By Chris Gray
By Corey Deiterman
By Jef With One F
By Chris Gray
By Rocks Off
By Rocks Off
It's been only three years since Messrs. Becker and Fagen came back from the frozen carbon chamber with Two Against Nature. This second studio release since their reformation includes all of their familiar hallmarks: the meticulous, veddy carefulmultilayered instruments and production, the tasteful jazz breaks, Fagen's sneering, irony-laden vocals and obtuse tales of losers, freaks and pervs, all leavened by the best use of female backing singers of any rock band ever.
Everything Must Go still finds the duo with Armageddon on the mind, whether religious ("Godwhacker"), consumer (the fine "The Last Mall") or corporate (the title track, a not-so-subtle swipe at the Enrons of the world). Fagen sounds more fatalistically resigned than ever. Indeed, he seems to long for oblivion -- on "The Last Mall" and especially the title track you get the impression that he would happily straddle the bomb down to ground zero like Slim Pickens in Dr. Strangelove while dissolving the corporation "in a pool of margaritas."
But despite their modern take on the day's headlines, it's the twisted tales of relationships gone awry that really stand out. There's the jettisoned husband who bemoans the loss of the Audi TT and the house on Martha's Vineyard just as much as the sex in "Things I Miss the Most," the porn-shop connoisseur in the slinky "Green Book" (their most old-school track) and the video game/anime fanatic with one hand on the mouse and the other under the desk in "Pixeleen," getting off to the "flash of spectacular thigh" of his cyberqueen. And even when female attention comes from a living, breathing, 3D woman -- as in "Lunch with Gina" -- the broad turns out to be a stalker.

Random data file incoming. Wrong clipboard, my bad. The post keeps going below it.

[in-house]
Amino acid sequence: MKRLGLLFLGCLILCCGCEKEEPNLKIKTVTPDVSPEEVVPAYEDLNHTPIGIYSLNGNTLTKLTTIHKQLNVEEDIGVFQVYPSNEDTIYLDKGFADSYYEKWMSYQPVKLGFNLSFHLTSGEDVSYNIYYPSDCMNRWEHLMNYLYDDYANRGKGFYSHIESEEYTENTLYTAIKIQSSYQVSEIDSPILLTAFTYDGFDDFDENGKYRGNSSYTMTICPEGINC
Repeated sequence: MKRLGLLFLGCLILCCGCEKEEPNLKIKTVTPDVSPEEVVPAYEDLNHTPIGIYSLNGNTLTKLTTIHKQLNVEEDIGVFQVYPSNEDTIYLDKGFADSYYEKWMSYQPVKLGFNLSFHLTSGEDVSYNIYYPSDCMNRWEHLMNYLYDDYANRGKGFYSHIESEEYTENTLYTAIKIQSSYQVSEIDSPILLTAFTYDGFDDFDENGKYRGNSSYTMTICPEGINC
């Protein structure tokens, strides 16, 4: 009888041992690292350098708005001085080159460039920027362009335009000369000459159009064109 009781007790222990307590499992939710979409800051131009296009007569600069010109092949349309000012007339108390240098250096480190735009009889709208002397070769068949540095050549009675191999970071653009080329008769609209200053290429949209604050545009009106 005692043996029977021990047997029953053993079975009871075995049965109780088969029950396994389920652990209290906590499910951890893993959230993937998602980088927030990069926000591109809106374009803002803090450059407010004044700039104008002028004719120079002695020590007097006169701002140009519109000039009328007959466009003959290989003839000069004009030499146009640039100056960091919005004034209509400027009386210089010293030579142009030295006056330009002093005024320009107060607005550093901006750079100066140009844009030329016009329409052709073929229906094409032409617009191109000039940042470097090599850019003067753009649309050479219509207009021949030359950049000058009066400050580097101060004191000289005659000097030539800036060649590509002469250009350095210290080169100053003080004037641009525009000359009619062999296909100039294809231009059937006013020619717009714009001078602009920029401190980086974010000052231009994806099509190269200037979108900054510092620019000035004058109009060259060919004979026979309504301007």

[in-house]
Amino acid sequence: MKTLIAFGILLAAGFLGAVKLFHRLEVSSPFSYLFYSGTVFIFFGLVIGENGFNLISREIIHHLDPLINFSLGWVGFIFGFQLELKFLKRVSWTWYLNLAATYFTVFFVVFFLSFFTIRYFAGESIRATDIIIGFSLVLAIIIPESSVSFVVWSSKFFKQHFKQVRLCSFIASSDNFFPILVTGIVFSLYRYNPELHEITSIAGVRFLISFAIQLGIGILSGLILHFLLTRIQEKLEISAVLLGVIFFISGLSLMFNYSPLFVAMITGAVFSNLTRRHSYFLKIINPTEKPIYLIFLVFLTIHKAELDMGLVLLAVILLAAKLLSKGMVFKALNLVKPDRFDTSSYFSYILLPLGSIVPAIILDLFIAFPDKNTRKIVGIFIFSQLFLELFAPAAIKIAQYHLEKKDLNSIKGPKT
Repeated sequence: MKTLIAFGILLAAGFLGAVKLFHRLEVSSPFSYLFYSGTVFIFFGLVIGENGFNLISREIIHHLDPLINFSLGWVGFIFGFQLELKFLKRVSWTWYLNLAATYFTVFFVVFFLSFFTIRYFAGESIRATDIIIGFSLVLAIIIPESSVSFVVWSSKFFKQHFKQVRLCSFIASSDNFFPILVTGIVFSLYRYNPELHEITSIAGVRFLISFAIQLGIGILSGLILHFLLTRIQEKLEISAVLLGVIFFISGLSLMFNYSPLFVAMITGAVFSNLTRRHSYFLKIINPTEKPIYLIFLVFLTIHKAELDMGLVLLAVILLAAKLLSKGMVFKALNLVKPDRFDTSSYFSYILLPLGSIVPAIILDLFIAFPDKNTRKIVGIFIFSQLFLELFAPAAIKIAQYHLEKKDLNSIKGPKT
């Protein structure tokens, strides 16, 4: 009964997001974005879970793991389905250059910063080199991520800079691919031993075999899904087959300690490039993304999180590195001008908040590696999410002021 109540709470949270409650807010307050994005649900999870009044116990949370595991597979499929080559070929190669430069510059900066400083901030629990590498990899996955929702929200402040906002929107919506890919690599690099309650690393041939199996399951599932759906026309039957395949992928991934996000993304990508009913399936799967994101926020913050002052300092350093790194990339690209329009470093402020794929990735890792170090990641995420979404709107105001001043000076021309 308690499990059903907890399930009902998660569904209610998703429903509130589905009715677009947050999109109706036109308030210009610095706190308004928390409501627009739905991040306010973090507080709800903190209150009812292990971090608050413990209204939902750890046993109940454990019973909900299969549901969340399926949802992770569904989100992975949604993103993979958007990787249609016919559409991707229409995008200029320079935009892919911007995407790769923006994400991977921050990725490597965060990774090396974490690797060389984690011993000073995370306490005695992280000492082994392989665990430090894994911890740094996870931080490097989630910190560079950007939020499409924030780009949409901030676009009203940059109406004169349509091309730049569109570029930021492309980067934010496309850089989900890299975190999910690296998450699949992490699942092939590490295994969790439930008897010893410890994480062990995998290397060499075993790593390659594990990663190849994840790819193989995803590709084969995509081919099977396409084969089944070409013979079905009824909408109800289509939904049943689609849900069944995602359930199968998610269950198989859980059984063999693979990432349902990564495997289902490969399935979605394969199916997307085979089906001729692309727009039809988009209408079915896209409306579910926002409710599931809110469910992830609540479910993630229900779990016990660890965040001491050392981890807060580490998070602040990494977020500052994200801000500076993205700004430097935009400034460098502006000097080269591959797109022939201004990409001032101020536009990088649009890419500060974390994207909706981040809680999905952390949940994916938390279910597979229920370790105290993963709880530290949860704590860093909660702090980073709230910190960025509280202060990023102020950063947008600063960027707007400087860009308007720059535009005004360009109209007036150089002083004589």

Not all songs score, but the sole stinker is "Slang of Ages," in which the tone-deaf Becker talk-warbles his way through a harrowing experience for the listener, his first (and hopefully last) lead vocal on a Steely Dan record. However, he does stretch out musically, contributing much of the bass and -- in a new development -- many guitar solos as well.
Overall, it's not as strong as Two Against Nature, but Everything Must Go finds Becker and Fagen still aging gracefully from young cranks into old ones. And like Nature, it has a sort of timeless quality -- chronologically, it could have dropped almost anywhere in their catalog. Some may see Steely Dan's music as more sterile than soulful, but it's one of the few classic rock dinosaurs that thrived after the meteor labeled "1990s" crashed into the earth.